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Berkeley Students to Recycle 3D Printing Filament

3D printing can be a much more efficient production process than other types of manufacturing, but it also generates plenty of waste. Botched prints, leftover filament and other scraps can quickly add up.

UC Berkeley students Scott Silva and Nicole Panditi have developed a closed-loop recycling program for 3D printer filament. Image courtesy of UC Berkeley.

The campus at the University of California, Berkeley, has embraced the technology, and there are more than 100 3D printers on campus. But 3D printing also generates around 600 pounds of trash annually. Much of that waste comes from discarded prototypes or failed prints generated by novice makers.

While Berkeley students do use a lot of bio-based PLA, which is theoretically compostable, most waste management companies don’t give the material enough time to decompose before being taken to a landfill.

Mechanical engineering student Nicole Panditi and environmental sciences major Scott Silva have come up with a potential solution. Working through the Student Environmental Resource Center, Silva, Panditi, and Ph.D. student Michel Clemon have launched the 3D Printer Filament Reclamation Project. They are creating a system that grinds up and melts printer plastic to make new spools of filament that can then be re-used in campus printers.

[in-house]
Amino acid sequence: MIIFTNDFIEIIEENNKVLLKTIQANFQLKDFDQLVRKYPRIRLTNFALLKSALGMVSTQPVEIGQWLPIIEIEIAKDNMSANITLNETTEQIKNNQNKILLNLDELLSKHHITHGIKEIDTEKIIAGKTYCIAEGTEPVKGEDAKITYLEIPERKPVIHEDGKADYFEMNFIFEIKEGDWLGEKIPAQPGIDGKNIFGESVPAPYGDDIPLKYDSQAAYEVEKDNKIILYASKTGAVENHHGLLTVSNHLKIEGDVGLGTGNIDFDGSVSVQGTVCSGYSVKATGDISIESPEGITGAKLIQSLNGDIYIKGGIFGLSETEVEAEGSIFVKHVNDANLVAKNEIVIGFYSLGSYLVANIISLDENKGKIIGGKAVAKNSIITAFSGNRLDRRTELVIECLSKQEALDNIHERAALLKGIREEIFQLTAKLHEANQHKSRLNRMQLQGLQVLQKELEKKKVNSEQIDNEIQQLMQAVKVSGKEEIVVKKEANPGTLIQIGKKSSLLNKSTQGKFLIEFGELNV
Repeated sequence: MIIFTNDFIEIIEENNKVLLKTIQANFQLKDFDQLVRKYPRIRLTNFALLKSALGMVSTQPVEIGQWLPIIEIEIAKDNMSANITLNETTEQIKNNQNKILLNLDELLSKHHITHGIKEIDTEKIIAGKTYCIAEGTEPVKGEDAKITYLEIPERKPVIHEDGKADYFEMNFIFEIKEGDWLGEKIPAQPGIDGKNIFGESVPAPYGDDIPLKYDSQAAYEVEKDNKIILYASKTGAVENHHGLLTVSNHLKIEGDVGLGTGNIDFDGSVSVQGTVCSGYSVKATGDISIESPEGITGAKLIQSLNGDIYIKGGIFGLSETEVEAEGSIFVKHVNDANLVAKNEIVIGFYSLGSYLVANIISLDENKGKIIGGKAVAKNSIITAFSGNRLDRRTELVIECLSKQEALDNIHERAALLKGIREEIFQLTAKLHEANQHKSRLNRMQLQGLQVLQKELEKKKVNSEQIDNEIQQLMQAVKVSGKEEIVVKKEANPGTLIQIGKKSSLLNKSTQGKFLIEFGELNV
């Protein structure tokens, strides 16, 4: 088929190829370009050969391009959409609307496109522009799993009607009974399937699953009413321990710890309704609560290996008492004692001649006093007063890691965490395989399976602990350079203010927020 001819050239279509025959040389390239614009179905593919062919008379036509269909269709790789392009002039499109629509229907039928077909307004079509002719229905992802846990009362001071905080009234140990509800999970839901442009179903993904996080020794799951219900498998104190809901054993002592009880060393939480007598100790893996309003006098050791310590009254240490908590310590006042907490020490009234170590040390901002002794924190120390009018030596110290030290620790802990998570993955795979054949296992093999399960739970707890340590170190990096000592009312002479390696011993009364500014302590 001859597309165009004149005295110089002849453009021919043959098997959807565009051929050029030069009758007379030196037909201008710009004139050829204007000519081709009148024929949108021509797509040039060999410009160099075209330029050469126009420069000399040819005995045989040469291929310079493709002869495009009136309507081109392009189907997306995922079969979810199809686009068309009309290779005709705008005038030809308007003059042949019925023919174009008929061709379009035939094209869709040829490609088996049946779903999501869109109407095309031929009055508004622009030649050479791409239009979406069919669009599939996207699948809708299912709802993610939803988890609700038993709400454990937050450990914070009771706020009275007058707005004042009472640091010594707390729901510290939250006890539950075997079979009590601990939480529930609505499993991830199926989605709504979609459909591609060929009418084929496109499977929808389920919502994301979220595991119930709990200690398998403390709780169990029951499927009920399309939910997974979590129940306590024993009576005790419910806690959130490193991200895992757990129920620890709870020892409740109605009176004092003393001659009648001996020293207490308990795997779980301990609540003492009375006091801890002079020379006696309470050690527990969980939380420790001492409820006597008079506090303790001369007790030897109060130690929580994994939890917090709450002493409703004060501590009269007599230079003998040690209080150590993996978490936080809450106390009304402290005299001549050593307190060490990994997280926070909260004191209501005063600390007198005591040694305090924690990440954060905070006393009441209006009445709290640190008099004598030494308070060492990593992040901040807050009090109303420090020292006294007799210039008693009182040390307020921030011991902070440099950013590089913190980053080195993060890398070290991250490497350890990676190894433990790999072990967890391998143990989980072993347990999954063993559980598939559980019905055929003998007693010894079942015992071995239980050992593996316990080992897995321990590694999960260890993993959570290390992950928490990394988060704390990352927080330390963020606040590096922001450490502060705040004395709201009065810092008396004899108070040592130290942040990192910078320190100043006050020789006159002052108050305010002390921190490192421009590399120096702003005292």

Right now the group is using a decidedly low-tech method for grinding up the plastic to recycle – an electric blender. They launched a successful crowdsourcing campaign to raise funds for an industrial plastics grinder and other equipment.

Once fully implemented, the program would allow the campus to recycle all of its 3D plastic waste on campus.

“It’s my personal goal to reduce inefficiencies in 3D printing so that the tech industry can reach its full beneficial potential without being haunted by mountains of ugly waste,” Panditi said.

The students have been advised by Cal Zero Waste, the recycling operation at Berkeley. “The idea is that the plastics would never have to leave campus,” said Cal Zero’s manager Lin King. “We would provide Berkeley-produced recycled filament and any discarded items would be sent right back to us.”


Source: UC Berkeley

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